Last week, the question was enlivened further by the arrival in London of the man "who saved CBS" and "who discovered George Clooney".
Leslie Moonves, the president and ceo of the CBS Corporation, is credited with taking CBS to number one in the ratings. Earlier, as head of Warner Brothers Television, he cast Clooney in ER and brought together Jennifer Aniston and the other five Friends. Last week he spoke at the Royal Television Society conference and at a Broadcasting Press Guild lunch.
Moonves is the ideal candidate to rescue ITV, but of course that’s not going to happen – he already earns $20m (£10.6m) a year and has a US network and global production house. Not only is he not in for the job, he’s not interested in buying ITV either.
The big question for the headhunters trying to replace Allen is whether they should be looking for a money person to satisfy the City, which is demanding a radical shake-up and quicker, bigger profits – or a programme person, who can revitalise the output and improve audience figures.
Allen is famously a money man – accountant turned caterer, turned TV boss – which is why many people now yearn for a programme person to lead ITV. He has successfully cut costs and raised profits, but is blamed for the lacklustre programming and the introduction of Contract Rights Renewal (CRR), which is now leaching money out of ITV as ratings fall. What many forget is that without CRR, the ITV merger would never have happened at all.
Moonves, by contrast, is a programme man through and through. So how did he turn round CBS, which was languishing in third place when he took it over in 1995? The network had many of the problems now associated with ITV, including a declining audience and an ageing profile – he quipped that its sexiest star was Angela Lansbury in Murder She Wrote.
Moonves says he rebuilt the schedule, brick by brick, with shows such as Everyone Loves Raymond, Survivor, and CSI. He’s articulate and funny, exudes confidence and has the track record to back it up. He still reads all the scripts and has a big say in the casting of the network’s top shows.
So does ITV need a programme person? Ideally, yes – but people like Moonves are few and far between. He himself doesn’t believe programme experience is essential. He told me that people who’ve run private finance houses have successfully made the switch – and that he relies heavily on his chief financial officer at CBS.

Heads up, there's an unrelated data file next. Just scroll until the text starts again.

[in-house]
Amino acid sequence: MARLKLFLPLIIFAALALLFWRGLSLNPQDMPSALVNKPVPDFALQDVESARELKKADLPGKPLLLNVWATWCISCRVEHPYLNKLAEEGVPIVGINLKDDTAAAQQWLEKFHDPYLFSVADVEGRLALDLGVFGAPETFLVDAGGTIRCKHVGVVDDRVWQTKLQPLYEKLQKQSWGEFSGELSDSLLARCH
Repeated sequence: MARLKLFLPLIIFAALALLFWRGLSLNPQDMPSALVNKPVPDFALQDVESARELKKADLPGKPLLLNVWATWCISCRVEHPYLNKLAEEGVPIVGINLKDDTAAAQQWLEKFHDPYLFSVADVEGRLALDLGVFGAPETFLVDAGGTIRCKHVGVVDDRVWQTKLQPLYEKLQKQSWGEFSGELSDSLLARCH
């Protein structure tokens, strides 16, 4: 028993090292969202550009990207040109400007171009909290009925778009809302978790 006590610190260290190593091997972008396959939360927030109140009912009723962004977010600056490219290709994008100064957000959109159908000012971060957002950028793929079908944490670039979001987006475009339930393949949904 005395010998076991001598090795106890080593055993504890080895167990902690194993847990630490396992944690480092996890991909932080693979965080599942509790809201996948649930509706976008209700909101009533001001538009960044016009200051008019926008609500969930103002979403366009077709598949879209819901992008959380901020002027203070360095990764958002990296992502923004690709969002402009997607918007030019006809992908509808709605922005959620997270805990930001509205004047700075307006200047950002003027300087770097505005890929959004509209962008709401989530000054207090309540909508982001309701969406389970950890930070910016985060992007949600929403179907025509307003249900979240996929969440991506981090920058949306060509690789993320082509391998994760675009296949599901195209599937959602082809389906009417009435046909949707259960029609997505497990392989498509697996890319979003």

It’s hard to see how a programme person would have coped better than Allen with ITV’s regulatory and financial issues. The question is what sort of chief executive you need in the new environment, where traditional ad-funded networks have been hit by the express train of digital media.
Andy Duncan of Channel 4 has shown you don’t need to be a programme man to thrive in the new environment, provided you’re working with a brilliant programme director like Kevin Lygo. Indeed, one of Duncan’s cleverest tricks has been to capitalise on CRR, beefing up Channel 4’s afternoon schedule to mop up lots of the ITV advertising money now looking for a home.
Duncan has ruled himself out of the ITV race, so who else? Some would like ITV to hire a double act – former Ofcom boss Stephen Carter as chief executive, with Lygo in charge of programmes. First at Five and then Channel Four, Lygo exuded confidence – that’s just what ITV needs, but Lygo would not be the person to deal with the City and regulators.
A money man who has ruled himself in is Roger Parry, formerly of Clear Channel, More and Aegis, and many years ago a programme maker at the BBC. He would obviously understand the City but would need to work with a strong programme head.
Michael Jackson’s name has been publicly canvassed, with or without his knowledge. He is a programme man who ran BBC1 and BBC2 and has headed US networks – but has no experience of the City and UK commercial life. Dawn Airey from BSkyB has both programme and commercial experience, but has never had to deal with the City – though she did have to cope with two big shareholders at Five.
Would it take much to turn ITV round? Under Allen, it now – belatedly – has a digital strategy and ITV2 and ITV3 are performing well. It has bought Friends Reunited, though some think other digital companies would have made more sense. It certainly needs some new hits on ITV1 and a new team is in place to deliver that.
But again, the comparison with CBS is instructive. In some ways, ITV is in a stronger position commercially than CBS, even now. In ratings and advertising terms, CBS has several big competitors of similar size – ABC, NBC and Fox – whereas, according to Allen, ITV is bigger than its five biggest commercial rivals put together.
If Moonves were in charge, you get the feeling that ITV itself would be the only game in town.